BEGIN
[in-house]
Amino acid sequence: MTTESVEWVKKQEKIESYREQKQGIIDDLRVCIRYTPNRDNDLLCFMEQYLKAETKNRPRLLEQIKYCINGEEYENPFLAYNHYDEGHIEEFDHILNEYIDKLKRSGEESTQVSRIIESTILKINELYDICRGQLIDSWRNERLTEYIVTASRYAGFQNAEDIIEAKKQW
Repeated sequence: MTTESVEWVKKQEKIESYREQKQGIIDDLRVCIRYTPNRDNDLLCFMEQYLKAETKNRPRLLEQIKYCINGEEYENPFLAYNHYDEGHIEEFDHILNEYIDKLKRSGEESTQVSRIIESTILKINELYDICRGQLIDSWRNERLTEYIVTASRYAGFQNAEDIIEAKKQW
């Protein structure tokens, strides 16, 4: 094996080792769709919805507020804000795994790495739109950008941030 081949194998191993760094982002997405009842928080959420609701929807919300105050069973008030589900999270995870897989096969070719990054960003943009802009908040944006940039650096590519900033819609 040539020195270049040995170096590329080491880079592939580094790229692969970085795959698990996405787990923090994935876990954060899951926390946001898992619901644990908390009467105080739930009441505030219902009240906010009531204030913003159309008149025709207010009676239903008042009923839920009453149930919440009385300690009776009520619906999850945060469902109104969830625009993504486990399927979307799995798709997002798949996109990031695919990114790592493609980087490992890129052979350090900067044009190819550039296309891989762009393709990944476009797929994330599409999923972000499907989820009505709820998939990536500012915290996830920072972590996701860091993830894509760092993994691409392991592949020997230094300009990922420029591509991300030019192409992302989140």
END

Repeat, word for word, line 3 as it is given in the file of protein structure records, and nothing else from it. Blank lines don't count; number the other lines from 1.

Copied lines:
Repeated sequence: MTTESVEWVKKQEKIESYREQKQGIIDDLRVCIRYTPNRDNDLLCFMEQYLKAETKNRPRLLEQIKYCINGEEYENPFLAYNHYDEGHIEEFDHILNEYIDKLKRSGEESTQVSRIIESTILKINELYDICRGQLIDSWRNERLTEYIVTASRYAGFQNAEDIIEAKKQW